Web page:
Oral Health a Growing Concern Among Older Adults

According to the University of Michigan’s "National Poll on Healthy Aging" released in September 2017, an increasing number of older Americans are worried about caring for – and paying for – their teeth as they age. The poll, which was conducted by the Institute for Healthcare Policy and Innovation at the University of Michigan, worked in partnership with the AARP and Michigan Medicine.

The poll used data from a representative sampling of American adults and found that 51 percent were unsure how they would pay for dental care once they turn 65.

"This isn’t too surprising, considering 28 percent of respondents say they don’t currently have dental insurance right now," says Dr. Gary Lederman, a dentist in Bellmore, New York. "Even more concerning, among those who do have dental insurance, less than half use that coverage unless there’s a dental emergency."

Lederman believes that much of the stress surrounding oral care after age 65 would be alleviated if patients with coverage started utilizing it while they still can.

"If you know in five to 10 years that you won’t have any coverage at all, that’s a great reason to start taking great care of your teeth right now," says Lederman. "Not just at home, but by going to the dentist twice a year for cleanings and exams, getting cavities filled and getting screened for oral cancer and gum disease."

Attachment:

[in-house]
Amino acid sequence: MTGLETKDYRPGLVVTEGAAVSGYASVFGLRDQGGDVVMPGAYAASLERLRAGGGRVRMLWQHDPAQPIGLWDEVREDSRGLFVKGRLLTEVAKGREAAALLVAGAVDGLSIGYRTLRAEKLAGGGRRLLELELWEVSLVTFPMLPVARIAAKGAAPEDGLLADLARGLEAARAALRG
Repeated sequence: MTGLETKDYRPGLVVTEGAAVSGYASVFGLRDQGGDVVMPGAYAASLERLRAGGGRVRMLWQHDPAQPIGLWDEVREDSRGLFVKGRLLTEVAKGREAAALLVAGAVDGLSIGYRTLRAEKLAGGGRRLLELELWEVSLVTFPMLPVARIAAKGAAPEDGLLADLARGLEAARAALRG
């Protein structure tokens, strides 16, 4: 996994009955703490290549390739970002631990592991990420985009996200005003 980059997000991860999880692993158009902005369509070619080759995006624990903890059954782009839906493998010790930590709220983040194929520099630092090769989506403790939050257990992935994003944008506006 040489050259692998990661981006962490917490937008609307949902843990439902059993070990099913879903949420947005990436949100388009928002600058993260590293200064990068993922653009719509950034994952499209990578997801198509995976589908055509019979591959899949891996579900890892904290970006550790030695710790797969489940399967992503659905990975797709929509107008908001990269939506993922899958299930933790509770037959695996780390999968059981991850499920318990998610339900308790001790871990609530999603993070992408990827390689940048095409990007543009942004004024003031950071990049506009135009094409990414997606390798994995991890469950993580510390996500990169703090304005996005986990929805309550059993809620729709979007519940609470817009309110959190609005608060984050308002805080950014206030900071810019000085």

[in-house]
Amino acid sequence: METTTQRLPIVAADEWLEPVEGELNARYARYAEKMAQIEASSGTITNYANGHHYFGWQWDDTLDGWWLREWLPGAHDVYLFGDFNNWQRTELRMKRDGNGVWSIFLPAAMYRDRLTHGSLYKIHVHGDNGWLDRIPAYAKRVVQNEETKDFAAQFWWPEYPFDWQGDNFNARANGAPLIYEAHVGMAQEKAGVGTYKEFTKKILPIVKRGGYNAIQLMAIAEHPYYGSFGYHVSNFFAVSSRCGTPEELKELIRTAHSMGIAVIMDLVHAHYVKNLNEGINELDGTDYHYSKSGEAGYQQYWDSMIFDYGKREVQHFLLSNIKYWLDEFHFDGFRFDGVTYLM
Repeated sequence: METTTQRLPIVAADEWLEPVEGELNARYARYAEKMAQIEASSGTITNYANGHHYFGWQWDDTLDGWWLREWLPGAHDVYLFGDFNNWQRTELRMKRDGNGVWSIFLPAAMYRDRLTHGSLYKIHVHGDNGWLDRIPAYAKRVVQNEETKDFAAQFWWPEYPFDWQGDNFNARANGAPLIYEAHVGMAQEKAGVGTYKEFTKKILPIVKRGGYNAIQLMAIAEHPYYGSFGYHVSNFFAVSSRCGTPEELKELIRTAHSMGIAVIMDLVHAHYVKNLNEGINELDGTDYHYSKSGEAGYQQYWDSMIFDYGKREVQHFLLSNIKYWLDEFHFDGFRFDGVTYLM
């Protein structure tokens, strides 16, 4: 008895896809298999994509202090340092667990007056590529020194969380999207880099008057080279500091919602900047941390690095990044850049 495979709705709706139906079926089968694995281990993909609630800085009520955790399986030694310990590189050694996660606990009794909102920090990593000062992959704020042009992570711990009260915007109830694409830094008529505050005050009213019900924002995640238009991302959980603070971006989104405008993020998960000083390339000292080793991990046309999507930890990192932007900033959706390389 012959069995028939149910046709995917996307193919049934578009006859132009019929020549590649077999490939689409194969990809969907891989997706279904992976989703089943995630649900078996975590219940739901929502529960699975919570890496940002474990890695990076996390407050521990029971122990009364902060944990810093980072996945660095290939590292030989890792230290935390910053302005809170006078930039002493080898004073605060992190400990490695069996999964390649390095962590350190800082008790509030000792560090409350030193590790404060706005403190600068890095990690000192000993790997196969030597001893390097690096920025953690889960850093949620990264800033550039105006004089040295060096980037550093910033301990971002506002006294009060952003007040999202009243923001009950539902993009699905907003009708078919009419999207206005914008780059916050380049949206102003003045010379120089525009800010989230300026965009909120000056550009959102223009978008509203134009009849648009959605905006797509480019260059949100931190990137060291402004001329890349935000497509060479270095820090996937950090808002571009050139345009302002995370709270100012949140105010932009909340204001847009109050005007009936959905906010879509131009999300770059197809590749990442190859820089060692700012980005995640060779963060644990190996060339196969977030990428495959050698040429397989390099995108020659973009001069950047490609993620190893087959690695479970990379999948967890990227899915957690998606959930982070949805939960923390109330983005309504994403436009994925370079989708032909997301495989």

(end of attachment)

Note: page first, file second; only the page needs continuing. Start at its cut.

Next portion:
While Lederman recommends patients visit the dentist twice a year no matter their current level of oral health, he says having a good foundation might make it easier to cut back on dental care later if necessary.

"If you know your teeth and gums are healthy, and you take good care of your teeth at home, you can probably get by being seen once a year. But to do that, you have to start with a healthy mouth, and you won’t know if you have a healthy mouth if you avoid dental exams," he says.

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